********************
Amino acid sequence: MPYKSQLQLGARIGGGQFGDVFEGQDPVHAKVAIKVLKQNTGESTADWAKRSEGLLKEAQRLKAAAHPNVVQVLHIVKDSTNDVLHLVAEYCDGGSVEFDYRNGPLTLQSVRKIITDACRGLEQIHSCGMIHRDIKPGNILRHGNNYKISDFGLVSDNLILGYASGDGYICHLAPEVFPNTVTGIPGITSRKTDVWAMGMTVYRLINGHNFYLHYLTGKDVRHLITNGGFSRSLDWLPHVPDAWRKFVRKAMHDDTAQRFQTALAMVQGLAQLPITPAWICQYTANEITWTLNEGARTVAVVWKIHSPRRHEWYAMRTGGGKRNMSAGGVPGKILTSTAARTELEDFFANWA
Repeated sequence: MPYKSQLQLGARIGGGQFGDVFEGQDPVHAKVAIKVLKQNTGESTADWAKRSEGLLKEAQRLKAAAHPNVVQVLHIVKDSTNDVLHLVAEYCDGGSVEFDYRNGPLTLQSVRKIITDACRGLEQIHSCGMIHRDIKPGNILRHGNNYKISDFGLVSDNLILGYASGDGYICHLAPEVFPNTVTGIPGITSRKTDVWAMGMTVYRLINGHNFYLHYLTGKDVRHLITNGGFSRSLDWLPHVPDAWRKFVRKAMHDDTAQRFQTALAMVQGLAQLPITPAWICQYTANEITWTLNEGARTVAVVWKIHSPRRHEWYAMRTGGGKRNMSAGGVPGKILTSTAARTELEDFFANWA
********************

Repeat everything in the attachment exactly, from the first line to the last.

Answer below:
Amino acid sequence: MPYKSQLQLGARIGGGQFGDVFEGQDPVHAKVAIKVLKQNTGESTADWAKRSEGLLKEAQRLKAAAHPNVVQVLHIVKDSTNDVLHLVAEYCDGGSVEFDYRNGPLTLQSVRKIITDACRGLEQIHSCGMIHRDIKPGNILRHGNNYKISDFGLVSDNLILGYASGDGYICHLAPEVFPNTVTGIPGITSRKTDVWAMGMTVYRLINGHNFYLHYLTGKDVRHLITNGGFSRSLDWLPHVPDAWRKFVRKAMHDDTAQRFQTALAMVQGLAQLPITPAWICQYTANEITWTLNEGARTVAVVWKIHSPRRHEWYAMRTGGGKRNMSAGGVPGKILTSTAARTELEDFFANWA
Repeated sequence: MPYKSQLQLGARIGGGQFGDVFEGQDPVHAKVAIKVLKQNTGESTADWAKRSEGLLKEAQRLKAAAHPNVVQVLHIVKDSTNDVLHLVAEYCDGGSVEFDYRNGPLTLQSVRKIITDACRGLEQIHSCGMIHRDIKPGNILRHGNNYKISDFGLVSDNLILGYASGDGYICHLAPEVFPNTVTGIPGITSRKTDVWAMGMTVYRLINGHNFYLHYLTGKDVRHLITNGGFSRSLDWLPHVPDAWRKFVRKAMHDDTAQRFQTALAMVQGLAQLPITPAWICQYTANEITWTLNEGARTVAVVWKIHSPRRHEWYAMRTGGGKRNMSAGGVPGKILTSTAARTELEDFFANWA